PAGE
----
Those who enjoyed Volume One of Turner Classic Movies' Forbidden Hollywood Collection will undoubtedly be thrilled by Volume Two. Before the Hays Code neutralized the sexually oriented behavior that could be shown in Hollywood movies for over three decades, there was a crop of movies that reflected a more laissez-faire attitude toward risqué subjects like promiscuity, homosexuality and drug use. Three films were presented over two discs in Volume One, and five are presented here over three discs along with a new seventy-minute documentary produced specifically for this set and aired on the TCM network.
Disc One contains two early classics starring Norma Shearer, 1930's "The Divorcee" (***1/2) and 1931's "A Free Soul" (****). Along with Garbo, Shearer was fast becoming MGM's prestige star at the time thanks to some degree to her marriage to the mythic studio head Irving Thalberg. However, she was also uniquely talented as proven by the diversity of her films. Although she is remembered today more for her later roles in the title role of 1938's Marie Antoinette and as the virtuous center of 1939's The Women, Shearer plays Jerry Martin, the blazing center of "The Divorcee" in which she plays a carefree young wife who cheats on her husband after he carelessly cheats on her. Instead of treating her in Scarlet Letter fashion, the film takes a refreshing look at the double standards between men and women when it comes to adultery. Naturally, they eventually regret their behavior but not before a lot of alcohol-fueled hell-raising with their fair-weather friends.
In comparing the two Shearer vehicles, I find "A Free Soul" the more interesting film because it has some sizzling dialogue from screenwriter Adela Rogers St. John and an uncommonly powerful cast that includes Clark Gable, Leslie Howard and Lionel Barrymore. She plays Rogers St. Johns' alter ego, Jan Ashe, the free-spirited daughter of an alcoholic attorney (Barrymore) who successfully defends mob leader Ace Wilfong (Gable) in a murder case that is eerily prescient of the O.J. Simpson criminal trial. Jan gets hot and steamy over Ace, even though she is engaged to the socially acceptable Dwight (Howard). The inevitable complications occur with alcohol abuse, gambling and murder. Although not a natural temptress like Garbo, Shearer manages to imbue her role with an effective carnality mixed with her innate nobility. Gable was in his sinister period, while Barrymore pulls out the stops as her father, especially in the climactic murder trial scene. As an indication of public acceptance of these racy films, Barrymore won an Oscar for his role here, as did Shearer for "The Divorcee".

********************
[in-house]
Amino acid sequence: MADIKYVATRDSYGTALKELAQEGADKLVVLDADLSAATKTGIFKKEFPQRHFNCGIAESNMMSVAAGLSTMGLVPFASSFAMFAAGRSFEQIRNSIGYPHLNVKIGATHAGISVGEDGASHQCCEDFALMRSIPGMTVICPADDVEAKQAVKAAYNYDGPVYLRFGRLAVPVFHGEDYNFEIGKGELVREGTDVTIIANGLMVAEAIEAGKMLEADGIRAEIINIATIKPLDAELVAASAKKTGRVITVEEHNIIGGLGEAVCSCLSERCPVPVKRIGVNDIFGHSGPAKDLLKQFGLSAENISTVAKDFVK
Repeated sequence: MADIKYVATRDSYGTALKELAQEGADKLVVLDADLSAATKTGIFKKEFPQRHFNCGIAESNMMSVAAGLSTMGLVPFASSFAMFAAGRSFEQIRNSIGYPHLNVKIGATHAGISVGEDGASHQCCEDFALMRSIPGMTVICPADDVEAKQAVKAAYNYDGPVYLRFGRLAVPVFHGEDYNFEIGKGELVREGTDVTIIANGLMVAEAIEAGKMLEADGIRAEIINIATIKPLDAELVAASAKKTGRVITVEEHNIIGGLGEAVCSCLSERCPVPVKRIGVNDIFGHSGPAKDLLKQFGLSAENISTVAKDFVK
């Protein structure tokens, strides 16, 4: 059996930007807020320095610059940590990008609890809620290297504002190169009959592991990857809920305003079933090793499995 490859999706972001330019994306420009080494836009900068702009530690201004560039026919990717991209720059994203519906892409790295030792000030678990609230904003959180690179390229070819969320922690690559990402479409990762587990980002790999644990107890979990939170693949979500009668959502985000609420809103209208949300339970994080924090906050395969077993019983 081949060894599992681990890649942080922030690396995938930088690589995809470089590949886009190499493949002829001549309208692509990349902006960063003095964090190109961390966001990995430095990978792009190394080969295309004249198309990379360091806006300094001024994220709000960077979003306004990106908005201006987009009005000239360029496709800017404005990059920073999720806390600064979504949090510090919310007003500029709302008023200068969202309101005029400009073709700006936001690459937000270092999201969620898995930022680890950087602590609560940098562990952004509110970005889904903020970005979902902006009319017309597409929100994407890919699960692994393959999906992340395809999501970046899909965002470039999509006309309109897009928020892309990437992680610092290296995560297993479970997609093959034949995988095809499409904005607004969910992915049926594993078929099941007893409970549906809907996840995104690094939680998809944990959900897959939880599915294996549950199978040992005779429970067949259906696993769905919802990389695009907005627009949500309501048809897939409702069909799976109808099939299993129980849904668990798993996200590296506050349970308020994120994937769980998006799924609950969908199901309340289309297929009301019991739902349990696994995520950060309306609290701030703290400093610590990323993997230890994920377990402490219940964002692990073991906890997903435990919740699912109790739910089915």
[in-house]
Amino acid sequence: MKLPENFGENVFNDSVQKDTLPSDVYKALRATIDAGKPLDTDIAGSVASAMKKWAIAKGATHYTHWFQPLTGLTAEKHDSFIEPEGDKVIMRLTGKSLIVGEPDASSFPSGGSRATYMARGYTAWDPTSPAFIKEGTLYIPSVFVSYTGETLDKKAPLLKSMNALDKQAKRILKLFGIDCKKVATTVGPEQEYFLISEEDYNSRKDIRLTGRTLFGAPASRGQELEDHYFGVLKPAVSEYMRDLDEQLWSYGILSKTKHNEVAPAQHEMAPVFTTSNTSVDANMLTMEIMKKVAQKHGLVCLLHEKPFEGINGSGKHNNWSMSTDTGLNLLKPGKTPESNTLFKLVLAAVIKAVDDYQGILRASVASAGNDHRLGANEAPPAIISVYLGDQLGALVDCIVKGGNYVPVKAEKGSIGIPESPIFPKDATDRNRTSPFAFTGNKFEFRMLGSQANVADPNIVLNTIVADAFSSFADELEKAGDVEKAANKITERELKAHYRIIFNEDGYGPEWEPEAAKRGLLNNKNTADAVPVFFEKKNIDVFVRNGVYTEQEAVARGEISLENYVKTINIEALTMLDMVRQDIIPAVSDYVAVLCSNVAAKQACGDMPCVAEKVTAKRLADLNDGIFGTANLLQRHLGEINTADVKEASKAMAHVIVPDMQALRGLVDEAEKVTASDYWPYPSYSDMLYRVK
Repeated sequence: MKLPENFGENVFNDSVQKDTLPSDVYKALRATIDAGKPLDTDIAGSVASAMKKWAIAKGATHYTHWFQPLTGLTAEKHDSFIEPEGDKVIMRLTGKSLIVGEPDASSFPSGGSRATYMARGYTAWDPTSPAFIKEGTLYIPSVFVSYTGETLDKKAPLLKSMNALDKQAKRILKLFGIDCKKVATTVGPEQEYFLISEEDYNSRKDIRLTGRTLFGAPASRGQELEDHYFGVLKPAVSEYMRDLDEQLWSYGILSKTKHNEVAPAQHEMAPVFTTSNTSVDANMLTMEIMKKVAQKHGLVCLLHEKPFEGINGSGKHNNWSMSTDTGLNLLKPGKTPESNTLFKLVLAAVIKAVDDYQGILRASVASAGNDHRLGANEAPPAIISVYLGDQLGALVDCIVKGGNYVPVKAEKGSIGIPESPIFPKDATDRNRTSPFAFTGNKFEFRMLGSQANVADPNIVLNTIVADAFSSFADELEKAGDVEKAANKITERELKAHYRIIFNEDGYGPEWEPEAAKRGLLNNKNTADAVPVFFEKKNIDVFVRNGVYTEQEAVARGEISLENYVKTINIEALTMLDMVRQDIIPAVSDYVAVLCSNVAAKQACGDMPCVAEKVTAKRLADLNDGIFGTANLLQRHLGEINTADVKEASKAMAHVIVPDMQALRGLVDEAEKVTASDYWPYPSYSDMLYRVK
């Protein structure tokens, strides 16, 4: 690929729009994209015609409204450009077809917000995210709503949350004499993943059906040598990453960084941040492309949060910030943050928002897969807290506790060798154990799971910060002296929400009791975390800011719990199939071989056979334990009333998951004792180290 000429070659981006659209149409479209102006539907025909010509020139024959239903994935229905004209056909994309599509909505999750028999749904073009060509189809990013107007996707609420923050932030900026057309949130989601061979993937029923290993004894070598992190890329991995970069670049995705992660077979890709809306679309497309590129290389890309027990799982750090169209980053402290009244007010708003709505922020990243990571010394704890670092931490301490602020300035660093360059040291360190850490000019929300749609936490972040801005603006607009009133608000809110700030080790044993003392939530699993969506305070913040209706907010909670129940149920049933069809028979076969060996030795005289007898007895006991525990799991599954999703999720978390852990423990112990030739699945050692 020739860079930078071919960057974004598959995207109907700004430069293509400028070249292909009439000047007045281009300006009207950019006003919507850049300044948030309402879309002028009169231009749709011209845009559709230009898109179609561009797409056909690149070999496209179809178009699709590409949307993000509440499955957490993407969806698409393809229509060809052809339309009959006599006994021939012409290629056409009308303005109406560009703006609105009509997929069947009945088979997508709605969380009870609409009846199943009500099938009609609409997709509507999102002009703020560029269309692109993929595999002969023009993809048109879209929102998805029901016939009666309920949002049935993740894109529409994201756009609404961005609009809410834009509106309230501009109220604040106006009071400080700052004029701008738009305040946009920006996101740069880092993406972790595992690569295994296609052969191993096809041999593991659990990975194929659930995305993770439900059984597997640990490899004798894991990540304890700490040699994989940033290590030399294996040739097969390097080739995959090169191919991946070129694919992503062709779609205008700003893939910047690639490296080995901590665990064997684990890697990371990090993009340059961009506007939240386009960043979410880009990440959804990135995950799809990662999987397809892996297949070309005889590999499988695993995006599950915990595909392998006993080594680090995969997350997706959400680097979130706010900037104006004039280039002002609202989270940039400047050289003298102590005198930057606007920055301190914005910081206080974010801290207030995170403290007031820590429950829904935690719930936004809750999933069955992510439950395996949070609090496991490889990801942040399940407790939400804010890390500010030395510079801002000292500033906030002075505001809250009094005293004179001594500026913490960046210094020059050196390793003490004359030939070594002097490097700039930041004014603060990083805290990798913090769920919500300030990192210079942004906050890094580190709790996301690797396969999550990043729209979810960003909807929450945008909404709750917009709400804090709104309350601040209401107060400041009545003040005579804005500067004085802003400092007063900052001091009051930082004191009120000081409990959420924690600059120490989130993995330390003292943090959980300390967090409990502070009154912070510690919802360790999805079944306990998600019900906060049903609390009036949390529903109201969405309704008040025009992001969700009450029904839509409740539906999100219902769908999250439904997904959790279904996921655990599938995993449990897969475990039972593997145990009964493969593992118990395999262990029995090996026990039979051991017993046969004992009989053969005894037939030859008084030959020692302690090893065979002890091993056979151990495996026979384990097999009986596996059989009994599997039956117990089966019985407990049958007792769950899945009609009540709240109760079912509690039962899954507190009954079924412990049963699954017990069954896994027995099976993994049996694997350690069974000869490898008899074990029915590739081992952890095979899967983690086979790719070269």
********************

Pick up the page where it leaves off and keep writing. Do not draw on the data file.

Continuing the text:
Disc Two is a Warner Brothers double-header with the studio feeling like the working class cousin to the glossier MGM. Both films barely run an hour, and not a scene is wasted in these fast-moving vehicles. The first is 1932's "Three on a Match" (****), which follows three schoolmates over the course of a dozen years. Joan Blondell plays Mary Keaton, the dropout who goes to reform school for her wild ways; a bottle-blonde Bette Davis plays class valedictorian Ruth Wescott who becomes a stenographer; and the forgotten Ann Dvorak plays popular Vivian Revere who marries a wealthy lawyer and has a son. Directed by Mervyn LeRoy, the film is most intriguing for the way the plot twists the characters' fates. In a very early role, Davis barely registers as Ruth, but Blondell is terrifically likable showing how Mary turns her life around. Bearing a striking resemblance to Luise Rainer, Dvorak gets the meatiest role as Vivian as she descends from bored socialite to unrepentant cocaine addict. It's a mesmerizing turn capped by a shocking finale. A very young Humphrey Bogart shows up in a minor role as what else, a gangster.